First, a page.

Talk about awkward timing:
While the Obama administration is struggling with sequester-mandated cuts that are nipping into everything from air traffic control to combat-pilot training, it has also tucked a one-time $65 billion pledge to the International Monetary Fund in the most recent budget resolution sent to Congress.
The administration has asked lawmakers to approve a permanent increase in the U.S. contribution to the agency — a step the fund has been waiting on for about three years so it can move ahead with other changes approved in 2010. Those changes have since been ratified by most of the rest of the world.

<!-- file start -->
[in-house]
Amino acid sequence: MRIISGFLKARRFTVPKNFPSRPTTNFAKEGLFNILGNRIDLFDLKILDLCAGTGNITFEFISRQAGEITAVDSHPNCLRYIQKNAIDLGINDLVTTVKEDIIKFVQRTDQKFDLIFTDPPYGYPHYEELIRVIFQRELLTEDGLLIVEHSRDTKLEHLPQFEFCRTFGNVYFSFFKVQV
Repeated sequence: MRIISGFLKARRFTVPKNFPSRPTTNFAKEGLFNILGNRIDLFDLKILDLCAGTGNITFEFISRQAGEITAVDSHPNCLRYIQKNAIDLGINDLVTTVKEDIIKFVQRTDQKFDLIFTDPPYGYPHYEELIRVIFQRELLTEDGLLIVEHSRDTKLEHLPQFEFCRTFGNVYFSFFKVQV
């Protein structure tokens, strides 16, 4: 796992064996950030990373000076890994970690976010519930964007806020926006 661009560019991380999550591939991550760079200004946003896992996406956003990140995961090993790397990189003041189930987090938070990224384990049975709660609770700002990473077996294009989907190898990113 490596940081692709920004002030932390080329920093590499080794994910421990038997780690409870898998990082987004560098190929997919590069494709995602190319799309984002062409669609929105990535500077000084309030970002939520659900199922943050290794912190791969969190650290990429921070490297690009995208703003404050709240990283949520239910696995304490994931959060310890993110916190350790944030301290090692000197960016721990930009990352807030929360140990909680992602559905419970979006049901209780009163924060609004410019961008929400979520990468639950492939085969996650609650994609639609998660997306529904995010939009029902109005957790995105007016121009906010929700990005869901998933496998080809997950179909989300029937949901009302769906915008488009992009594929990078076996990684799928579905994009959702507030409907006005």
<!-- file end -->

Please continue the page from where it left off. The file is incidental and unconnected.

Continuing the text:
As it stands, the United States — the fund’s largest shareholder and a blocking vote for any major reforms like this — is the only holdout to what is a broader and carefully crafted deal. Along with more money for the IMF, the changes would shift voting power within the organization so that big developing nations such as China and Brazil get more say in IMF affairs. It would also let developing nations in general replace a few old-line European countries on the fund’s executive board.